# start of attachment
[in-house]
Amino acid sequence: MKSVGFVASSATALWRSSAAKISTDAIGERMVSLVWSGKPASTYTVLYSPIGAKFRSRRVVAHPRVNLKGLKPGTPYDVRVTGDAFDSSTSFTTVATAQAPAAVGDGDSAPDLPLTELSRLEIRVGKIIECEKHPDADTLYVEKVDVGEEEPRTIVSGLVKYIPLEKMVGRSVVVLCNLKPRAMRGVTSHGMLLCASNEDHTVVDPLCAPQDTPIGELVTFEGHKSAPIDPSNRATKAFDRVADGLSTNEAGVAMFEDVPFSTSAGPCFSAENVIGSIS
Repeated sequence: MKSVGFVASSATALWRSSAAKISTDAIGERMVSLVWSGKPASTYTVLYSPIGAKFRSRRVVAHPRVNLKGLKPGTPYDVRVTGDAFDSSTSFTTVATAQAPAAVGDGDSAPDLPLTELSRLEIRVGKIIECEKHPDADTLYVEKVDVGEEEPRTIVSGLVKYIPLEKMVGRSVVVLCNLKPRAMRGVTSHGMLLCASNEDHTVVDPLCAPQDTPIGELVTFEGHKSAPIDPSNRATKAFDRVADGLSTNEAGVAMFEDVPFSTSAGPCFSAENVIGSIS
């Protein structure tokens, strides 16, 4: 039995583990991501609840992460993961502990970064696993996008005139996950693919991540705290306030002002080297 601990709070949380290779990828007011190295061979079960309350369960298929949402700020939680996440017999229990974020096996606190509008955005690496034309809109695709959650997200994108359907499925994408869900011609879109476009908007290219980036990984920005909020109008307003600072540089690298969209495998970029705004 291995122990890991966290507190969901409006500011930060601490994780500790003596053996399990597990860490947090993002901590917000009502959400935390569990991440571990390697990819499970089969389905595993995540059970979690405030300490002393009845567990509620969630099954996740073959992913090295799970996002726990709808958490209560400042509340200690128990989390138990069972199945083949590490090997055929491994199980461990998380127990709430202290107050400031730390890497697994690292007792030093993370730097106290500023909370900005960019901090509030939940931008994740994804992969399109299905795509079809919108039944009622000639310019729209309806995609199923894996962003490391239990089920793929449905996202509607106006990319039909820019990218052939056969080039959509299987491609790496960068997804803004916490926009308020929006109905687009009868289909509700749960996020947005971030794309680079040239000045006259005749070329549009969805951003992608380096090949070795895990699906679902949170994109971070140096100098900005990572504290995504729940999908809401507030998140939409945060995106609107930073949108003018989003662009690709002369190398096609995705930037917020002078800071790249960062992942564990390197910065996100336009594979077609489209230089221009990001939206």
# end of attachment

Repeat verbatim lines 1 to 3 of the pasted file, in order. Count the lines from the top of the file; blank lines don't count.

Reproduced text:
[in-house]
Amino acid sequence: MKSVGFVASSATALWRSSAAKISTDAIGERMVSLVWSGKPASTYTVLYSPIGAKFRSRRVVAHPRVNLKGLKPGTPYDVRVTGDAFDSSTSFTTVATAQAPAAVGDGDSAPDLPLTELSRLEIRVGKIIECEKHPDADTLYVEKVDVGEEEPRTIVSGLVKYIPLEKMVGRSVVVLCNLKPRAMRGVTSHGMLLCASNEDHTVVDPLCAPQDTPIGELVTFEGHKSAPIDPSNRATKAFDRVADGLSTNEAGVAMFEDVPFSTSAGPCFSAENVIGSIS
Repeated sequence: MKSVGFVASSATALWRSSAAKISTDAIGERMVSLVWSGKPASTYTVLYSPIGAKFRSRRVVAHPRVNLKGLKPGTPYDVRVTGDAFDSSTSFTTVATAQAPAAVGDGDSAPDLPLTELSRLEIRVGKIIECEKHPDADTLYVEKVDVGEEEPRTIVSGLVKYIPLEKMVGRSVVVLCNLKPRAMRGVTSHGMLLCASNEDHTVVDPLCAPQDTPIGELVTFEGHKSAPIDPSNRATKAFDRVADGLSTNEAGVAMFEDVPFSTSAGPCFSAENVIGSIS